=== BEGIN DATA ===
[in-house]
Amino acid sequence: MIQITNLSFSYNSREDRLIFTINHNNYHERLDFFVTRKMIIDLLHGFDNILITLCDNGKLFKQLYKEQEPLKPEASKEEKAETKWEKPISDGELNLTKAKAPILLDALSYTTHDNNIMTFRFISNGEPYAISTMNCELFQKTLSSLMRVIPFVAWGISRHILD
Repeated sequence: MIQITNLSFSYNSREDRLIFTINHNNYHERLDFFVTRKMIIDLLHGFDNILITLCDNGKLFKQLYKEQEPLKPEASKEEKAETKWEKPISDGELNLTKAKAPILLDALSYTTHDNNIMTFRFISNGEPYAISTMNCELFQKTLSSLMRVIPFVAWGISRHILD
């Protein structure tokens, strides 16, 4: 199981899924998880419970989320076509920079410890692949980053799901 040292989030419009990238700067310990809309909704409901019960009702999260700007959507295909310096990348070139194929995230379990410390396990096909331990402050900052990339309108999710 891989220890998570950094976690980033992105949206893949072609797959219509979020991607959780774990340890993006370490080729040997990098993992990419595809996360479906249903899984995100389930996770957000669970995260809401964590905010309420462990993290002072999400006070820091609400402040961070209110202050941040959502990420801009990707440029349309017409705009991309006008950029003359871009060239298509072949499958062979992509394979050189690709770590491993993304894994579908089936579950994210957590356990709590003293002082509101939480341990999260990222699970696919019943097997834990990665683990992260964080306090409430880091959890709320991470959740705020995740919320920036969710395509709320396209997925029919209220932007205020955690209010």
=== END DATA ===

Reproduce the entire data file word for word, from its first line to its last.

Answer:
[in-house]
Amino acid sequence: MIQITNLSFSYNSREDRLIFTINHNNYHERLDFFVTRKMIIDLLHGFDNILITLCDNGKLFKQLYKEQEPLKPEASKEEKAETKWEKPISDGELNLTKAKAPILLDALSYTTHDNNIMTFRFISNGEPYAISTMNCELFQKTLSSLMRVIPFVAWGISRHILD
Repeated sequence: MIQITNLSFSYNSREDRLIFTINHNNYHERLDFFVTRKMIIDLLHGFDNILITLCDNGKLFKQLYKEQEPLKPEASKEEKAETKWEKPISDGELNLTKAKAPILLDALSYTTHDNNIMTFRFISNGEPYAISTMNCELFQKTLSSLMRVIPFVAWGISRHILD
């Protein structure tokens, strides 16, 4: 199981899924998880419970989320076509920079410890692949980053799901 040292989030419009990238700067310990809309909704409901019960009702999260700007959507295909310096990348070139194929995230379990410390396990096909331990402050900052990339309108999710 891989220890998570950094976690980033992105949206893949072609797959219509979020991607959780774990340890993006370490080729040997990098993992990419595809996360479906249903899984995100389930996770957000669970995260809401964590905010309420462990993290002072999400006070820091609400402040961070209110202050941040959502990420801009990707440029349309017409705009991309006008950029003359871009060239298509072949499958062979992509394979050189690709770590491993993304894994579908089936579950994210957590356990709590003293002082509101939480341990999260990222699970696919019943097997834990990665683990992260964080306090409430880091959890709320991470959740705020995740919320920036969710395509709320396209997925029919209220932007205020955690209010």